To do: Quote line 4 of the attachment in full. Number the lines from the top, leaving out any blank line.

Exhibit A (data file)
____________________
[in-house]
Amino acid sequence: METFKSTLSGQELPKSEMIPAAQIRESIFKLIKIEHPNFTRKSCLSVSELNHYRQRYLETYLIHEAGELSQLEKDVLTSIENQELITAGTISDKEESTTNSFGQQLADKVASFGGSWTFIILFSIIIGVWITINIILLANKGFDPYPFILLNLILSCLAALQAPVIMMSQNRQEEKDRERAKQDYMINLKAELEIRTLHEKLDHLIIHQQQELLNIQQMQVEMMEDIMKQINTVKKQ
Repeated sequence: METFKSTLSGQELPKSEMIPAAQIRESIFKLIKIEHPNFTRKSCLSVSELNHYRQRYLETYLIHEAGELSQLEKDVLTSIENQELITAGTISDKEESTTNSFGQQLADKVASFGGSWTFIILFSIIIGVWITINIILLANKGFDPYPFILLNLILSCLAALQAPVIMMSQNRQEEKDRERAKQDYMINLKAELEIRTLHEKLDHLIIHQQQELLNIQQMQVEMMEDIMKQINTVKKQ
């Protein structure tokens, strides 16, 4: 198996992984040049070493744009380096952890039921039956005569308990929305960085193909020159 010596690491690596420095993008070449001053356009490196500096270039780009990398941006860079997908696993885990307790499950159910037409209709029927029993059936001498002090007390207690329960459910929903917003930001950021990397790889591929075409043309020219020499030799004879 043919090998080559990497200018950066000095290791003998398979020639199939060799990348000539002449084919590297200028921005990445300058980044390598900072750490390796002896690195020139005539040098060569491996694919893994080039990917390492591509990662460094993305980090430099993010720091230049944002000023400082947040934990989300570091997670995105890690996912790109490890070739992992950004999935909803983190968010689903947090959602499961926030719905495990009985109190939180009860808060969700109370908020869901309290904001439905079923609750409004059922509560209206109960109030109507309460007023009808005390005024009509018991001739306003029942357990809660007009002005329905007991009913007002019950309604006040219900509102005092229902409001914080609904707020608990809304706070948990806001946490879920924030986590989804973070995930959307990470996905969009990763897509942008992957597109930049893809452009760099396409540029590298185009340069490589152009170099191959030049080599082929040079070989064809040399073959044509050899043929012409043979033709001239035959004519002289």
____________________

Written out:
């Protein structure tokens, strides 16, 4: 198996992984040049070493744009380096952890039921039956005569308990929305960085193909020159 010596690491690596420095993008070449001053356009490196500096270039780009990398941006860079997908696993885990307790499950159910037409209709029927029993059936001498002090007390207690329960459910929903917003930001950021990397790889591929075409043309020219020499030799004879 043919090998080559990497200018950066000095290791003998398979020639199939060799990348000539002449084919590297200028921005990445300058980044390598900072750490390796002896690195020139005539040098060569491996694919893994080039990917390492591509990662460094993305980090430099993010720091230049944002000023400082947040934990989300570091997670995105890690996912790109490890070739992992950004999935909803983190968010689903947090959602499961926030719905495990009985109190939180009860808060969700109370908020869901309290904001439905079923609750409004059922509560209206109960109030109507309460007023009808005390005024009509018991001739306003029942357990809660007009002005329905007991009913007002019950309604006040219900509102005092229902409001914080609904707020608990809304706070948990806001946490879920924030986590989804973070995930959307990470996905969009990763897509942008992957597109930049893809452009760099396409540029590298185009340069490589152009170099191959030049080599082929040079070989064809040399073959044509050899043929012409043979033709001239035959004519002289």